Things are going upstream, and they're colorful, so from what this title is telling me, this should be a rather uplifting film, right? Well, in all fairness, these characters are going upstream in a creek, without a paddle, so I guess the title should sort of let you know what to expect. Hey, there is a degree of joy to be had here, because whether you like Shane Carruth's overly experimental films or not, it's nice when someone turns out to be alive. Well, don't get too excited yet people, because he might kill himself yet if he directs, writes, produces, edits, scores, designs, casts for, and stars in yet another film, as such an unreasonably, but admittedly cost-efficient series of jobs is apparently so stressful that Carruth, I don't know, slipped into a coma or something after "Primer", back in 2004. Man, he hasn't been around in a whopping nine years, though I don't know if I can so much blame a coma, or whatever it is that's been holding him up on working too hard as hard as I can blame, say, Carruth actually watching one of his films. Boy, this guy can sure make cinema so slow that not even he can stay awake through it, and if you don't believe me, just look at the poster in which he... I don't know, fell asleep in the tub... or something. Hey, there's a certain elegance to that poster, but not even the marketing is all that focused, so you know that this film gets to be misguided, which isn't to say that it doesn't have aspects worthy of, not simply complimenting, but praising.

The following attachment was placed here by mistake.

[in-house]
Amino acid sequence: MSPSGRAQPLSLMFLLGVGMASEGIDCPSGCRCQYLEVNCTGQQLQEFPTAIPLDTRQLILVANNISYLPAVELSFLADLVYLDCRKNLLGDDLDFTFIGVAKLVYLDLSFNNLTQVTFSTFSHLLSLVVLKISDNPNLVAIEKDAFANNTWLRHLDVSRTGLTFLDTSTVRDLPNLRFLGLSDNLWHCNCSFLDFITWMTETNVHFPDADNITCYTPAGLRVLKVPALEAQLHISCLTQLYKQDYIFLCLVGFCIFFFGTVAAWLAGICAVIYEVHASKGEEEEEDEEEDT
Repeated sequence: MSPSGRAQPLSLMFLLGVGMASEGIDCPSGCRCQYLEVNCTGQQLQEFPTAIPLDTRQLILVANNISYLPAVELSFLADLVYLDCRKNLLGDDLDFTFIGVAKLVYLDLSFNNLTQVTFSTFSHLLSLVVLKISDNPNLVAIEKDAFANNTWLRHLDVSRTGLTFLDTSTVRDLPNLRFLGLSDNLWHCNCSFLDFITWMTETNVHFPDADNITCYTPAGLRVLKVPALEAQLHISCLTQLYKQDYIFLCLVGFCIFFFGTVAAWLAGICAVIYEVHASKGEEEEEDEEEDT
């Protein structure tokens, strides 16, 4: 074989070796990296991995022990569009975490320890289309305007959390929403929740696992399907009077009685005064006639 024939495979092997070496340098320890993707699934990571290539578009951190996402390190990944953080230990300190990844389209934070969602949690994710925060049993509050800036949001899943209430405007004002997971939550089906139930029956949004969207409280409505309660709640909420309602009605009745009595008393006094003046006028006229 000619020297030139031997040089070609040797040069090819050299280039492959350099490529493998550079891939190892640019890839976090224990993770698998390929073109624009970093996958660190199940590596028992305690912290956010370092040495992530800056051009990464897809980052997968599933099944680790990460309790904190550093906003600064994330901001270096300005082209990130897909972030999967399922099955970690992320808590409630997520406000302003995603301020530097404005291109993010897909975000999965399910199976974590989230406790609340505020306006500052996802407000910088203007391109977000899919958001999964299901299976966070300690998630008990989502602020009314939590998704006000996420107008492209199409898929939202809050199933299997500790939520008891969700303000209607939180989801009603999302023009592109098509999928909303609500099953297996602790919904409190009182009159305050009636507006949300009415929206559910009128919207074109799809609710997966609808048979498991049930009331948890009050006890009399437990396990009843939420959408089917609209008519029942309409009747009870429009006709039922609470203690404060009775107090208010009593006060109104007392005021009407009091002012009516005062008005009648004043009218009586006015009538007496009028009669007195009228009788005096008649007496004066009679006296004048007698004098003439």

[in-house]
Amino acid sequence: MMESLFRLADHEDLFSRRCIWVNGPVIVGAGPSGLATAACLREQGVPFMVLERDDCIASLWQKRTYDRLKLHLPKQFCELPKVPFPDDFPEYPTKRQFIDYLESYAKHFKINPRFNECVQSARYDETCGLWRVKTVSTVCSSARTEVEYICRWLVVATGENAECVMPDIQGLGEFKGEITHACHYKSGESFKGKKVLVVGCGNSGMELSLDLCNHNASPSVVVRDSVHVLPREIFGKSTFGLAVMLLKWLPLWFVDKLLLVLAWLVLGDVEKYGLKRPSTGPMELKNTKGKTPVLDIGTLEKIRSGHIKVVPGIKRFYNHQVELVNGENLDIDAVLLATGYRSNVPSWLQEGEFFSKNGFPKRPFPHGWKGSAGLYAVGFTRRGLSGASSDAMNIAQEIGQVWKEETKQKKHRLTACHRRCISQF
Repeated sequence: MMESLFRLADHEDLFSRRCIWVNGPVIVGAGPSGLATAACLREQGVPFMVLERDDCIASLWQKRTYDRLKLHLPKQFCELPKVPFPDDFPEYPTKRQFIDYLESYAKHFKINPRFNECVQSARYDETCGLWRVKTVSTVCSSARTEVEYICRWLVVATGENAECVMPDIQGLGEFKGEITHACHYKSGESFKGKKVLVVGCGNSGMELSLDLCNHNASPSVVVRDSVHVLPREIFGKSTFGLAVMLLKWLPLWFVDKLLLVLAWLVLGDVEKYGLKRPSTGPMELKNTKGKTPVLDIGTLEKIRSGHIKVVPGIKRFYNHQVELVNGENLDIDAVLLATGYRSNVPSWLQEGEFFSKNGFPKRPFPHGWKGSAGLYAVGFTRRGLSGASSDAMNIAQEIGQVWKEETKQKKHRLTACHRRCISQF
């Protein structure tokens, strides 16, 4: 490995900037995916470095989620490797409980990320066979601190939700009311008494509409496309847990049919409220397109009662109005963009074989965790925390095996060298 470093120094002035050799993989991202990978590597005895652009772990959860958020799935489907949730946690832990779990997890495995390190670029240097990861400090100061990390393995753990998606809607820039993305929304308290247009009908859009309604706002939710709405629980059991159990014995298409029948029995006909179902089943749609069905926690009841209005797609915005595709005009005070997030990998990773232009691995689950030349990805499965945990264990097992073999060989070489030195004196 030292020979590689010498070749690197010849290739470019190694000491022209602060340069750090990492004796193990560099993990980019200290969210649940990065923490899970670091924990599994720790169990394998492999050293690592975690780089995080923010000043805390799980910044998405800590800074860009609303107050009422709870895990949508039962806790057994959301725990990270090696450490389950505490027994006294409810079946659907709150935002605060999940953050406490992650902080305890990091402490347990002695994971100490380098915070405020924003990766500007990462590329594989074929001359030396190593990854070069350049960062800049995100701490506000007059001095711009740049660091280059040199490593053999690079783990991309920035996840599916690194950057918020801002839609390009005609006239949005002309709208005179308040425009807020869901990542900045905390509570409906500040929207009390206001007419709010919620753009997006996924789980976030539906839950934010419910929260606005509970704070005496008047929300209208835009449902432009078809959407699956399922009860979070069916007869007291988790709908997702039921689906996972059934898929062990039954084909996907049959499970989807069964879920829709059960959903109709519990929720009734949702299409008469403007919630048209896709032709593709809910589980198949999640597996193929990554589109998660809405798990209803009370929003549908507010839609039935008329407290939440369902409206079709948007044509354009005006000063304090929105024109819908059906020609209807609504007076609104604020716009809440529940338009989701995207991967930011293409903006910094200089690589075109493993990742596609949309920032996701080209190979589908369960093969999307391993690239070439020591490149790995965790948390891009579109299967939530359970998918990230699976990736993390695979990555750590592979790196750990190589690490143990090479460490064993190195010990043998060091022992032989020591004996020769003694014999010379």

As you can imagine, there's not much for the performers to work with in this abstract character meditation that is much more focused on style over substance and characterization, but for what they're given to do, these talented relative unknowns prove to be more effective than the offscreen performances, and that particularly goes for leading lady Amy Seimetz, whose subtle emotional layers and near-haunting atmosphere sell some of the more distinctly dramatic elements in the non-narrative. About as, if not more emotively effective as highlights in the performances is, of all things, Shane Carruth's score, which may not be particularly dynamic, but remains absolutely outstanding in its impeccably tasteful techno-ambience, which, more often than not, warmly carries the ethereal thoughtfulness of the more quiet meditative moments, without all of the tedious dryness, whose prominence reflects an underusage of the musical artistry, especially in comparison to the visual artistry. Just as it is a remarkable musical experience, - when the score is actually utilized, that is - this film is admittedly nothing short of a triumph of visual style, for Carruth, as cinematographer, takes notes from and, in some places, improves upon Emmanuel Lubezki's recent efforts with Terrance Malick with near-spotless definition behind bitingly crisp lighting and breathtakingly profound coloration that, while consistently beautiful, is richly dynamic in its particular style, often complimented by nifty framing and shaky cam plays that may be too experimental to immerse you in the film's plot, but surely immerses you in the film's environment. I almost hate to admit it, considering my not liking the film, but it's hard to see another film of 2013 being this visually spectacular, and when you couple the visual artistry with the musical artistry, a haunting aesthetic value is crafted, playing an instrumental role in securing the final product from contempt, but not without being well-utilized by genuine strengths in Carruth's efforts as director. Carruth's directorial efforts, like the efforts of many other film "artists" like him, are much more misguided than bad, for although Carruth's non-storytelling and punishing dryness are too questionable to be endearing, stylish editing and clever plays on Pete Horner's sound mixing and editing help in drawing you into the film, while a celebration of the aforementioned musical and visual strengths have their moments of effectiveness which move as a reflection of a much more realized drama. At the very least, Carruth's artistic ambition charms, not so much pretentiously demanding your respect, but carrying a heart to it that is endearing at times, especially when inspiration meets ambition and delivers, at least aesthetically. There's something very Terrance Malick about this film, and, quite frankly, that just goes to show you how subtle touches can make all the difference in films like this, because where Malick feels controlled enough in his plays with film artistry of this type to compel serviceably, maybe even reward, through all of the misguided artistry, this effort goes a few steps too far and falls flat, not even giving you the courtesy of coherency within flesh-out.